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25 mins
Stewed Pigeons (Pigeons en Estouffade) Recipe

Stewed Pigeons (Pigeons en Estouffade)


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Our favourite restaurant on the banks of the river Oise in France is called La Petite Rôtisserie (65, chemin de Halage, 95610 Eragny). A wood fire burns in a large brick fireplace where pigeon, quail or poussin (spring chicken weighing about 1lb - 450g) are gently spit-roasted.

For many, many years, I had avoided pigeon since my memories of it were as an extremely gamey meat that was, frankly, tough and chewy. However, emboldened by a fine bottle of St Estephe, I decided to give it a try at La Petite Rôtisserie and found it to be tender, tasty and mouth-wateringly delicious. So I asked the owner the secret and she said, quite simply, that regular basting to keep the pigeon moist was the trick.

Now I recognise that Pigeons en Estouffade (Stewed Pigeons) are not spit-roast, but the stewing method of cooking keeps them wonderfully moist and tender, so I recommend it to you - with or without a bottle of St Estephe!

      Preparation Time: 10 Minutes

      Cooking Time: 1 Hour 15 Minutes

Ingredients for Stewed Pigeons (Pigeons en Estouffade)

If you are not familiar with any ingredients, please check our International Cooking Terms page.
US Imperial Measurements  UK Imperial Measurements  Metric Measurements

Currently displaying quantities in US Imperial Measurements
to serve 4:
8 rashers (slices)
streaky bacon
young pigeons (cleaned)
2 oz
2 tablespoons
¼ pint
dry white wine
pickling onions
6 tablespoons
beef stock
salt and pepper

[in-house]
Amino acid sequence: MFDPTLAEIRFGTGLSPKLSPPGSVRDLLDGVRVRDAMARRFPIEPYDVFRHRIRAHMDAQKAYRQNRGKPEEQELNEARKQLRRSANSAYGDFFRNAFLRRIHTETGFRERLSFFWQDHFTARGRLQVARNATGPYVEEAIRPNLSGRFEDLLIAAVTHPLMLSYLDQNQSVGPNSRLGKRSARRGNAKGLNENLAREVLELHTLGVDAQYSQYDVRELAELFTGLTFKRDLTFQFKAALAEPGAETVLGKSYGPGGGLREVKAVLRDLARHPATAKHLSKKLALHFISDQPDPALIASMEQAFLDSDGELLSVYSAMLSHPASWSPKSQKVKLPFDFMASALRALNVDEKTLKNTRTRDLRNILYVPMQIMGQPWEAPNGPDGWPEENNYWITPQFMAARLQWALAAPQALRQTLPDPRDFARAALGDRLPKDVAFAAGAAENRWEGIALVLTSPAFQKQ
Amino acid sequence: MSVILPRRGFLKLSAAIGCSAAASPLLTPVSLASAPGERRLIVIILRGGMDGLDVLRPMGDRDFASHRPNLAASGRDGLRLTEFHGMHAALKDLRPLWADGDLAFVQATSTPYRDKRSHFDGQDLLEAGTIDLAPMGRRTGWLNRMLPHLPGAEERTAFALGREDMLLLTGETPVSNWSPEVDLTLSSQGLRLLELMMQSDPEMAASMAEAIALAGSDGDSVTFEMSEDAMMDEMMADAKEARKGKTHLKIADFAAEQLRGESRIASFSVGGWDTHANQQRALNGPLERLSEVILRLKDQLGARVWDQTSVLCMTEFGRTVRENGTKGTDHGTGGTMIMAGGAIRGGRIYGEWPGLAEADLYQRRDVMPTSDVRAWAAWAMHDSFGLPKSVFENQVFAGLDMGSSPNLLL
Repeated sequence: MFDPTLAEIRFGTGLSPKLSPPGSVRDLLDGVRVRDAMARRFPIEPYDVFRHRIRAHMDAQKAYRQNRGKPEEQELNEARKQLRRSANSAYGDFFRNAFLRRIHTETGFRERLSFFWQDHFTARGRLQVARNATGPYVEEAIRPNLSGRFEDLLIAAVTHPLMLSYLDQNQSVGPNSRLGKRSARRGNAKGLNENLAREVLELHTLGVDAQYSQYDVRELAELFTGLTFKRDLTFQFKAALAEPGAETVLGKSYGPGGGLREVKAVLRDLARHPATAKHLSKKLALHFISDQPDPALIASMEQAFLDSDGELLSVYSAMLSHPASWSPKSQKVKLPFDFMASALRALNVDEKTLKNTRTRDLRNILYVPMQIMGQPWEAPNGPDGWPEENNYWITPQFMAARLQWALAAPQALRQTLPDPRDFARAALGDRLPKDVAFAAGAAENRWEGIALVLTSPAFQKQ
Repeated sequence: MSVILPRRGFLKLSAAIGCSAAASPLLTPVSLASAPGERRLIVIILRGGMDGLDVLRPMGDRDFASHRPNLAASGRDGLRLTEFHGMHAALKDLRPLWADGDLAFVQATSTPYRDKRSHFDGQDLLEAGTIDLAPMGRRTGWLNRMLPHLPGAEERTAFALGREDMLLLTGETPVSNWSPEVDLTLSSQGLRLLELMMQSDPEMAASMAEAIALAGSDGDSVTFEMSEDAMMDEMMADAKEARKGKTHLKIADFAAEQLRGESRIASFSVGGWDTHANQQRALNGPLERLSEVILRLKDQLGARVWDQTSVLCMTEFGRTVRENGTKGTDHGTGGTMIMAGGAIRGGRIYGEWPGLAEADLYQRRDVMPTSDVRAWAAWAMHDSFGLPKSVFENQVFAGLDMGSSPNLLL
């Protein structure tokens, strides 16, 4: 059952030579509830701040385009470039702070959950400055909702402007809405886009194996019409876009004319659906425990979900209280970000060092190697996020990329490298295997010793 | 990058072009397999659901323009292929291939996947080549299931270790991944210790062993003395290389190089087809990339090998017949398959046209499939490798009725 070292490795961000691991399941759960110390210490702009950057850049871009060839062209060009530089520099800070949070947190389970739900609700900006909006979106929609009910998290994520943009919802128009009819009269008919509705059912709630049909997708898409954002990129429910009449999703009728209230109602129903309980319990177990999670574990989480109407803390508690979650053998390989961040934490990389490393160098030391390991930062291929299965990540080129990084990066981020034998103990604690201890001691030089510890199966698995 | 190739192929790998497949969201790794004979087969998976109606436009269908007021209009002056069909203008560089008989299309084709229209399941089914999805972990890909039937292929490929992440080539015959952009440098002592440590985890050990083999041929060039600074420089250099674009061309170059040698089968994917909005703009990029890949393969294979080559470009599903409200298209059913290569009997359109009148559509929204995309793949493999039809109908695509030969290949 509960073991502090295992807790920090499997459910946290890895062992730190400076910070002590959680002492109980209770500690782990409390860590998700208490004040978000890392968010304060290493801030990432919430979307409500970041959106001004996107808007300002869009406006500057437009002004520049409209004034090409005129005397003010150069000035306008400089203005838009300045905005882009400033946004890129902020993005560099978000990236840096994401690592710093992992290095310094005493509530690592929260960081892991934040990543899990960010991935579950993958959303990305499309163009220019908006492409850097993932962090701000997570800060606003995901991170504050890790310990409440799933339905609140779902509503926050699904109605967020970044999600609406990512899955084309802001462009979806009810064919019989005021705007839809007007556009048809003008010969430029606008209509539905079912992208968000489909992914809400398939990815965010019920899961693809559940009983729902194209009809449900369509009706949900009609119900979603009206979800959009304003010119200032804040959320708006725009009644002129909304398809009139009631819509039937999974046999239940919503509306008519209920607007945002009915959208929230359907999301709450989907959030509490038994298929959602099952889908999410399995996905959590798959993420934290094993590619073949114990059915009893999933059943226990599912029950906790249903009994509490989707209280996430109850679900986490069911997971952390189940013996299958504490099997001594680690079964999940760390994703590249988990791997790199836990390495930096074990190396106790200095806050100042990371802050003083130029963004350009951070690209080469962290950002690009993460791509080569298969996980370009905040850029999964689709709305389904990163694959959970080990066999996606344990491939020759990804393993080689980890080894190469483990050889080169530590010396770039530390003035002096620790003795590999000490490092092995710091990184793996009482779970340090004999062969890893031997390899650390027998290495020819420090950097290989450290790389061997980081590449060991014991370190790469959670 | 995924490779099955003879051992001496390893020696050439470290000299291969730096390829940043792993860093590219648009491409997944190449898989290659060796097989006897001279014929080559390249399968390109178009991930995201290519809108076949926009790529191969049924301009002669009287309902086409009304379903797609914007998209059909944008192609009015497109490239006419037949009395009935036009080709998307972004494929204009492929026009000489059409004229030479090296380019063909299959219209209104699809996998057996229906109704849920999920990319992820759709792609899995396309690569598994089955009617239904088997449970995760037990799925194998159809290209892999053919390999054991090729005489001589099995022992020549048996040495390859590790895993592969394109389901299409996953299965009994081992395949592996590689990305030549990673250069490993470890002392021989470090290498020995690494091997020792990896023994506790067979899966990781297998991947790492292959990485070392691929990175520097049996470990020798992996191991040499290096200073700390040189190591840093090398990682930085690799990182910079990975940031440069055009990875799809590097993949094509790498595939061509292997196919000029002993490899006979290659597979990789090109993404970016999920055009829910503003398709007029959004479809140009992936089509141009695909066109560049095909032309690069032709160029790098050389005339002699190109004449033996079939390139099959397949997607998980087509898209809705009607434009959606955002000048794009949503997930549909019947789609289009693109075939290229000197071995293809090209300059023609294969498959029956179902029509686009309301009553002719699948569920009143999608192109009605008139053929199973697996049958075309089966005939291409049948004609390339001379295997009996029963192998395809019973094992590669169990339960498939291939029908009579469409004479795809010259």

4 oz
button mushrooms
1 tablespoon
chopped parsley
12 - 16
green olives
3 sprigs


How to Cook Stewed Pigeons (Pigeons en Estouffade)

  1. Wrap 2 rashers (slices) of streaky bacon around each pigeon and secure with cooking string. Melt the butter in a pan, add the pigeons and cook for 10 minutes until browned all over. Pour over the brandy and the wine, bring to the boil and cook for 2 minutes. Add the small pickling onions, beef stock and salt and freshly ground pepper to taste. Cover and simmer for 1 hour. Add the mushrooms and parsley and cook for a further 5 minutes.
  2. Transfer to a warmed serving dish, garnish with olives and thyme and serve immediately with Okra and Tomatoes.

If you don't have the time or inclination to make a beef stock, just use a stock cube in hot water. But think about making and keeping some stocks in the freezer - you'd be surprised the difference they make.
GRAHAM'S WINE RECOMMENDATION: GrahamA Grenache like Chateauneuf du Pape. Deep, full-bodied and a perfect partner to game and cassoulet.
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